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Nesebar is situated on a small peninsula, 850 m long and 300 m wide (2800 x 1000 feet). It is connected to the mainland and the new city by a narrow isthmus.

The Museum of City History begins with Thracian settlers, who founded a settlement at the end of the second millenium B.C. and named it Mesembria. Around 510 B.C. Dorian immigrants turned it into a Greek colony (also known as Mesembria) and developed it as an important port and cultural centre; they had the privilege of minting their own silver and bronze coins, and during the 3rd century B.C. - gold coins. Mesembria was occupied by a Roman garrison in 72 B.C. As a Roman village it was of secondary significance. It regained its position only during the medieval period, and reached its zenith during the reign of Tsar Ivan Alexander (1331-1371), when it was one of the important centres of the Bulgarian state. The chronicles of Mesembria witness to generous donations that it received for the construction of churches and monasteries - more than 40 of them. In 1366, it was under Byzantine rule and the possession of the Byzantine imperial family. The city maintained its significance as a port even after the Ottoman Turks conquered it in 1371. After the Liberation, it survived as a small fishing town. Today it is one of the most colorful Bulgarian sea resorts. The Old Town of Nesebar is an architectural and archeological reserve, and has been under the protection of UNESCO since 1983 as part of the world cultural heritage. Tourists prefer it because of its particular antique atmosphere, pleasant climate, comfortable family hotels, and eating establishments.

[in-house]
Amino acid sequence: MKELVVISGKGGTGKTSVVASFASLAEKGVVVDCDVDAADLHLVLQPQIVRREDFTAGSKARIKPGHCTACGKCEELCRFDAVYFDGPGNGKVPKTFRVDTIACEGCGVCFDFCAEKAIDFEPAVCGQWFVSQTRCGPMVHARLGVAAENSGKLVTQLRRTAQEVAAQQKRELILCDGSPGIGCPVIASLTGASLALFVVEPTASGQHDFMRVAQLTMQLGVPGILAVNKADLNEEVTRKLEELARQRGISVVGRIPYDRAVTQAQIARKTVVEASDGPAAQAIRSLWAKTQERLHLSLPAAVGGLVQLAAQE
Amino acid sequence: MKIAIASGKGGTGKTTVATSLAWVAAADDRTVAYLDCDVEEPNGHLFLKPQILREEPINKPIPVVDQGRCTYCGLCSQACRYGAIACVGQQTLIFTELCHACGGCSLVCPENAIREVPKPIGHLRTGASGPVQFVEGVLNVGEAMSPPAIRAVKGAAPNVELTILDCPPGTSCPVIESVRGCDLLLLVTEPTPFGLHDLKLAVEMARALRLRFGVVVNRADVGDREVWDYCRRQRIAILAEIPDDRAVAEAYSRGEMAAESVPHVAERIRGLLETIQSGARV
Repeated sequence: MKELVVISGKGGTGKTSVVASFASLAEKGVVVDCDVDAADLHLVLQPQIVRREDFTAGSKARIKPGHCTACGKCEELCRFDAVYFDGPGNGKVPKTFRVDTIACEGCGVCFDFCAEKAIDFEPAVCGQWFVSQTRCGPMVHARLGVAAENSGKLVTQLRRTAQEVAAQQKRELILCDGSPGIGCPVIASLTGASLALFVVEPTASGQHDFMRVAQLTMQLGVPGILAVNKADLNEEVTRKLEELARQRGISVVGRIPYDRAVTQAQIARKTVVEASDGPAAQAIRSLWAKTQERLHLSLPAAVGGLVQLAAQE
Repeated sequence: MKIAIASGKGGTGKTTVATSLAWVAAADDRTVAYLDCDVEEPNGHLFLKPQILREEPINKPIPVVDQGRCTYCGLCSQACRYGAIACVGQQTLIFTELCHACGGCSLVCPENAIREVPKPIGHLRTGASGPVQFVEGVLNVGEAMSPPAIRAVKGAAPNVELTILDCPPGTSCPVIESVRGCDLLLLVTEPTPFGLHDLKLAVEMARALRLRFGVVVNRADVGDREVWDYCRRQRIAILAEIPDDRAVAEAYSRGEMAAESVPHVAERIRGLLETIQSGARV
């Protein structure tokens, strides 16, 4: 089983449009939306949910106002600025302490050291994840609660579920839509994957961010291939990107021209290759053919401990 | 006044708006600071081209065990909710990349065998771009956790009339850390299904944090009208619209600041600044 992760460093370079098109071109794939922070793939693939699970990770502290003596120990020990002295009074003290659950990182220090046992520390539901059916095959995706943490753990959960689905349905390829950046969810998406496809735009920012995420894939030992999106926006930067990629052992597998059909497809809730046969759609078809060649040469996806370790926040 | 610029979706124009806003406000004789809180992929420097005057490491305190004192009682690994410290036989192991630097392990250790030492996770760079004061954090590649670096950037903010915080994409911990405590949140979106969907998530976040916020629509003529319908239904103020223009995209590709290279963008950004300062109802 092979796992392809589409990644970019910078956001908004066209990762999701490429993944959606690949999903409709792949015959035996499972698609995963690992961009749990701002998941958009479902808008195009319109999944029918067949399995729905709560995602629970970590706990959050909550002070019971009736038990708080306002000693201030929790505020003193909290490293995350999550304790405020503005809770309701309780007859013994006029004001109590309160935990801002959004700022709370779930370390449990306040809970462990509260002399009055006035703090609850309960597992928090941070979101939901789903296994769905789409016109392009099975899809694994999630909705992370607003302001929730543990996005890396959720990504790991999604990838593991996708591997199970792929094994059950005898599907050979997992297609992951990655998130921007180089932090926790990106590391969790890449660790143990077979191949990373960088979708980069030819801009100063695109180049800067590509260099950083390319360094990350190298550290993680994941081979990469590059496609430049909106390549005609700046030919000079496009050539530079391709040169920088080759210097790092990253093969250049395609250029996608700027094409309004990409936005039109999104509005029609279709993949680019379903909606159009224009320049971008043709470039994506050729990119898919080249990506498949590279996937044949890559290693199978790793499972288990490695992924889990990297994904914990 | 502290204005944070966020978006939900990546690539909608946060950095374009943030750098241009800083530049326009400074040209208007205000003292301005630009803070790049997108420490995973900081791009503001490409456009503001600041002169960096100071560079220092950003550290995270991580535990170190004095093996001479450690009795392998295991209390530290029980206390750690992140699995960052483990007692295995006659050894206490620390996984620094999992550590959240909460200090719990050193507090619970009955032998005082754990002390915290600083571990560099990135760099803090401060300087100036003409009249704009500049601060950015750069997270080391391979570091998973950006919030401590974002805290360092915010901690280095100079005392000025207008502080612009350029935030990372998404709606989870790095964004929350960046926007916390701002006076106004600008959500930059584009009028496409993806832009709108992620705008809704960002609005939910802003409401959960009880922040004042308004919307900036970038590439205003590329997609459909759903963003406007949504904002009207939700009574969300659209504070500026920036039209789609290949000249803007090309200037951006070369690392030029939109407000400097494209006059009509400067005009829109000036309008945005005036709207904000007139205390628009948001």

• Fortress gates and wall of Old Nesebar (5-6th century B.C.).
• The rich collection of Thracian, Greek, Roman, and Bulgarian antiques, as well as the wonderful exhibition of Christian icons, which are preserved in the town museum.
• Basilicas from the 5-6th century A.D.:
- St. Sophia's Church (The Old Bishopric) - three-camera church with the dimensions of 19 x 13 meters (62x42 feet).
- The Anointed Godmother's Church, carried off halfway by the sea.
• Churches from the 11-14th century, which are elegant products of medieval Bulgarian-Byzantine architecture, distinguished by their ceramic ornamentation on the facade:
- St. Stefan's (10-11th century).
- St. Ivan Alitorgetos' (The Unconsecrated) Church — a three-camera church from the 9-10th century, which remained unconsecrated, built of sea pebbles, white stones, red brick and ceramics.
- Christ the Pantokrator's Church (13-14th century), built during the reign of Tsar Ivan Alexander.
- St. Archangels Michael and Gabriel's Church (13-14th century).
- St. Paraskeva (13-14th century).
• St. Spas' Church (16th century), which is a typical example of a church built during the Ottoman rule - its eastern facade is partially dug into the ground.
• Over 100 two-storied National-Revival houses, the second floors of which are in the bay style (wider than the first floor) and exposed wooden beams. The fretwork ceilings and interiors are characteristic of the late Revival period.

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